While climbing the mountain pass with his heavy load and oversized shoes, Tendi was eventually forced to hike barefoot. He would walk 20 steps and stop to rub his feet to avoid frostbite. What took the rest of the group six hours took him 12.
For Tendi it was an achievement. He had beaten the odds. “I remember digging deep into my inner strength. I would say to myself one more step.”
Considering the monumental effort, the pay was modest by Western standards. Tendi earned $5 a day, plus tips. Upon returning to Kathmandu, he used his new-found wealth to stay in the city and take an English course so he could more easily communicate with future clients.
After that, Tendi worked as a porter and trekking guide, until one day the opportunity of Everest knocked on his door.
In 2003, he was hired as Sherpa for the Ken Noguchi Everest Cleaning Expedition, which removed more than 2.4 tons of trash from the mountain. Tendi says that expedition opened his eyes to the importance of environmentalism.
“I will always appreciate that the first time I came to Everest was to clean the mountain. Otherwise, I think I would not have had the respect that I have today,” he says.
He confesses that after long and exhaustive expeditions, his team sometimes feels tempted to leave the garbage and collect it “next season.” But that’s not an option for him. Today, he considers it part of his legacy to carry an environmental message to those who work with him.
In 2004, Tendi finally reached the highest point on Earth for the first time, summiting Everest from its north side.
“I will always remember my first summit: It was my moment, there I knew that [my future] would be to take people who dreamed of being there. I will never forget this moment,” a teary-eyed Tendi recalls.
From there, Tendi’s career as a mountain guide gradually grew. He worked as a climbing Sherpa with Western expeditions until 2011, when he became part of the select group of Nepalese who have the Union Internationale des Associations de Guides de Montagne certification. Today, he owns his own guiding company, TAG Nepal. And he has now been on the top of the world a total of 12 times.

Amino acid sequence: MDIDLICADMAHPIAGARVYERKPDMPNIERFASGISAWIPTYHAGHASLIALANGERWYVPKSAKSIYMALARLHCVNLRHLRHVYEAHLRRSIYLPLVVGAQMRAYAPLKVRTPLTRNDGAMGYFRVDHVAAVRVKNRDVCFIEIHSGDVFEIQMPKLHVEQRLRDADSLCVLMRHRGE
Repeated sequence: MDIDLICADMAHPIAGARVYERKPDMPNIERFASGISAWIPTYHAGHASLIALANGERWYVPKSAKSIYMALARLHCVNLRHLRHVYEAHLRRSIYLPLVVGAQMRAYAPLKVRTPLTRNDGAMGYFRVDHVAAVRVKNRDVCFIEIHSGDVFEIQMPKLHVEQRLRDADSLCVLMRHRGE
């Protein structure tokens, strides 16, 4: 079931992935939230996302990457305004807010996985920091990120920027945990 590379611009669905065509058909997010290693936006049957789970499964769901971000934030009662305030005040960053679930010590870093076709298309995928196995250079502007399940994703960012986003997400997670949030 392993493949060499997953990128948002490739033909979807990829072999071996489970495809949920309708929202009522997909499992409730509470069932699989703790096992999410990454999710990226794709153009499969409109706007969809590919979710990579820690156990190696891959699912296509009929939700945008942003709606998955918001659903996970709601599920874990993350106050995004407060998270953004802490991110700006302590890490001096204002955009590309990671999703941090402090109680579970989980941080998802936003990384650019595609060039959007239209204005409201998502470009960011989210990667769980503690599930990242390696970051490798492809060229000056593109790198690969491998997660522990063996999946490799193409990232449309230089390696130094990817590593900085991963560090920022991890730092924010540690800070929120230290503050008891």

Tendi has not limited his climbing efforts to the Himalayas. After his inaugural years in Nepal, he traveled to guide in the mountains of Bolivia, Chile, Switzerland and the United States. He calls Argentina and its highest peak, Aconcagua, his “home away from home,” summiting the highest point of South America eight times.
On Aconcagua, Tendi met David Schaeffer, a Colorado climber. Schaeffer was making a solo ascent of the peak while Tendi was guiding clients attempting the Seven Summits, aka attempting to climb the highest mountain on each continent.
From a friendship forged in the mountains, the two came up with the idea of creating a climbing gear company.
For Schaeffer, it all made sense. He’d always wanted to open a gear company, and he saw Tendi as a perfect partner. Not only was Tendi an excellent gear designer, but the fact that he was also an “activist” pushing environmentalism and education, as well as working to provide clean, safe drinking water for the people of Nepal made him a great fit for Schaeffer’s vision. And the connection would make it possible for the pair to test their products under real world climbing conditions. That is how Himali, their Colorado-based start-up, was born.
In the future, the climbing guide dreams of opening a factory for his company in Nepal, where his products could generate a source of income for his people.